On the Sunday evening, Alice's lover, having heard, not from herself, but by a side wind, that she was going home the next day, made his appearance in Wimborne Square, somewhat perplexed--both at the move, and at her leaving him in ignorance of the same. He was a cabinet-maker in an honest shop in the neighbourhood, and in education, faculty, and general worth, considerably Alice's superior--a fact which had hitherto rather pleased her, but now gave zest to the change which she imagined had subverted their former relation. Full of the sense of her new superiority, she met him draped in an indescribable strangeness. John Jephson felt, at the very first word, as if her voice came from the other side of the English Channel. He wondered what he had done, or rather what Alice could imagine he had done or said, to put her in such tantrums.
"Alice, my dear," he said--for John was a man to go straight at the enemy, "what's amiss? What's come over you? You ain't altogether like your own self to-night! And here I find you're goin' away, and ne'er a word to me about it! What have I done?"
Alice's chin alone made reply. She waited the fitting moment, with splendour to astonish, and with grandeur to subdue her lover. To tell the sad truth, she was no longer sure that it would be well to encourage him on the old footing; was she not standing on tiptoe, her skirts in her hand, on the brink of the brook that parted serfdom from gentility, on the point of stepping daintily across, and leaving domestic slavery, red hands, caps, and obedience behind her? How then was she to marry a man that had black nails, and smelt of glue? It was incumbent on her at least, for propriety's sake, to render him at once aware that it was in condescension ineffable she took any notice of him.
"Alice, my girl!" began John again, in expostulatory tone.
"Miss Cox, if you please, John Jephson," interposed Alice.
"What on 'arth's come over you?" exclaimed John, with the first throb of rousing indignation. "But if you ain't your own self no more, why, Miss Cox be it. 'T seems to me 's if I warn't my own self no more--'s if I'd got into some un else, or 't least hedn't got my own ears on m' own head.--Never saw or heerd Alice like this afore!" he added, turning in gloomy bewilderment to the housemaid for a word of human sympathy.
The movement did not altogether please Alice, and she felt she must justify her behaviour.
"You see, John," she said, with dignity, keeping her back towards him, and pretending to dust the globe of a lamp, "there's things as no woman can help, and therefore as no man has no right to complain of them. It's not as if I'd gone an' done it, or changed myself, no more 'n if it 'ad took place in my cradle. What can I help it, if the world goes and changes itself? Am I to blame?--tell me that. It's not that. I make no complaint, but I tell you it ain't me, it's circumstances as is gone and changed theirselves, and bein' as circumstances is changed, things ain't the same as they was, and Miss is the properer term from you to me, John Jephson."
"Dang it if I know what you're a drivin' at, Alice!--Miss Cox!--and I beg yer pardon, miss, I'm sure.--Dang me if I do!"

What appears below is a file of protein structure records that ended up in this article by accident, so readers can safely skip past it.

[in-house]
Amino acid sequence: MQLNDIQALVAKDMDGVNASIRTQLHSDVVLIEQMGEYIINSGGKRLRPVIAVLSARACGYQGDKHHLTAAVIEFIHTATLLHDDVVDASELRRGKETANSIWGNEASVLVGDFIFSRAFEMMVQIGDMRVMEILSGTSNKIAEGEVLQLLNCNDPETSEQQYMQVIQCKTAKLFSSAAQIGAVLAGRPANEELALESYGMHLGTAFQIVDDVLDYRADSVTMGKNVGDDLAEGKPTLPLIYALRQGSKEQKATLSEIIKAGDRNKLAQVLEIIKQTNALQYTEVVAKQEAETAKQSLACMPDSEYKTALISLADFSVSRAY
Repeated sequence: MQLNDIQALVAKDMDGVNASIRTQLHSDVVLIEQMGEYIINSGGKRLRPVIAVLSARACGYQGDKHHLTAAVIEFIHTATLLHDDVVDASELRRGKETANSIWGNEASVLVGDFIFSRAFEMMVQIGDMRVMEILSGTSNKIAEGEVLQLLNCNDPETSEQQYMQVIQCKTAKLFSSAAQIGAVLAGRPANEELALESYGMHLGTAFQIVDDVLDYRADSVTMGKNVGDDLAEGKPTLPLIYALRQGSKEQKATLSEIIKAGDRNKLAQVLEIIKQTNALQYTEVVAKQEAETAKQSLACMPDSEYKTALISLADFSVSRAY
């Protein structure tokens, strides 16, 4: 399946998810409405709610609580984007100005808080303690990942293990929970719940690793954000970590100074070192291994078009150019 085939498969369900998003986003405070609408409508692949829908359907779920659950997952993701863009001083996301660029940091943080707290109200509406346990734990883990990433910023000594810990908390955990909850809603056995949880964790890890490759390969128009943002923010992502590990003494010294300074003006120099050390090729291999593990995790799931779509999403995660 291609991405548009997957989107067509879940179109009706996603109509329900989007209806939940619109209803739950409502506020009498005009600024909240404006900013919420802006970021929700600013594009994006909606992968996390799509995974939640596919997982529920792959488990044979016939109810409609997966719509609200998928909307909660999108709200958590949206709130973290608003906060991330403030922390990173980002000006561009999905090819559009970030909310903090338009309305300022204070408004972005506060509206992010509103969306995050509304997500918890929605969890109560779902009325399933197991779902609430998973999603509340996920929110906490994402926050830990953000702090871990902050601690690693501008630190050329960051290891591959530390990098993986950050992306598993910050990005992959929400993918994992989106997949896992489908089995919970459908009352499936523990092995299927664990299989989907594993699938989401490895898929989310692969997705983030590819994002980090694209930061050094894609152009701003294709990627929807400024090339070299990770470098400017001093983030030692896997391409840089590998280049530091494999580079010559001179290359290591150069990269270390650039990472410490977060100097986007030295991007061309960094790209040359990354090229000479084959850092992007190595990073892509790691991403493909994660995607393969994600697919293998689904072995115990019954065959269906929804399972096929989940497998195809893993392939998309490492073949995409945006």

"Don't swear, John Jephson--leastways before a lady. It's not proper."
"It seems to me, Miss Cox, as if the wind was a settin' from Bedlam, or may be Colney Hatch," said John, who was considered a humourist among his comrades. "I wouldn't take no liberties with a lady, Miss Cox; but if I might be so bold as to arst the joke of the thing--"
"Joke, indeed!" cried Alice. "Do you call a dead uncle and ten thousand pounds a joke?"
"God bless me!" said John. "You don't mean it, Alice?"
"I do mean it, and that you'll find, John Jephson. I'm goin' to bid you good-bye to-morrer."
"Whoy, Alice!" exclaimed honest John, aghast.
"It's truth I tell ye," said Alice.
"And for how long?" gasped John, fore-feeling illimitable misfortune.
"That depends," returned Alice, who did not care to lessen the effect of her communication by mentioning her promised return for a season. "--It ain't likely," she added, "as a heiress is a goin' to act the nuss-maid much longer."
"But Alice," said John, "you don't mean to say--it's not in your mind now--it can't be, Alice--you're only jokin' with me--"
"Indeed, and I'm not!" interjected Alice, with a sniff.
"I don't mean that way, you know. What I mean is, you don't mean as how this 'ere money--dang it all!--as how it's to be all over between you and me?--You can't mean that, Alice!" ended the poor fellow, with a choking in his throat.
It was very hard upon him! He must either look as if he wanted to share her money, or else as if he were ready to give her up.
"Arst yourself, John Jephson," answered Alice, "whether it's likely a young lady of fortun' would be keepin' company with a young man as didn't know how to take off his hat to her in the park?"
Alice did not above half mean what she said: she wished mainly to enhance her own importance. At the same time she did mean it half, and that would have been enough for Jephson. He rose, grievously wounded.
"Good-bye, Alice," he said, taking the hand she did not refuse. "Ye're throwin' from ye what all yer money won't buy."
She gave a scornful little laugh, and John walked out of the kitchen.
At the door he turned with one lingering look; but in Alice there was no sign of softening. She turned scornfully away, and no doubt enjoyed her triumph to the full.
The next morning she went away.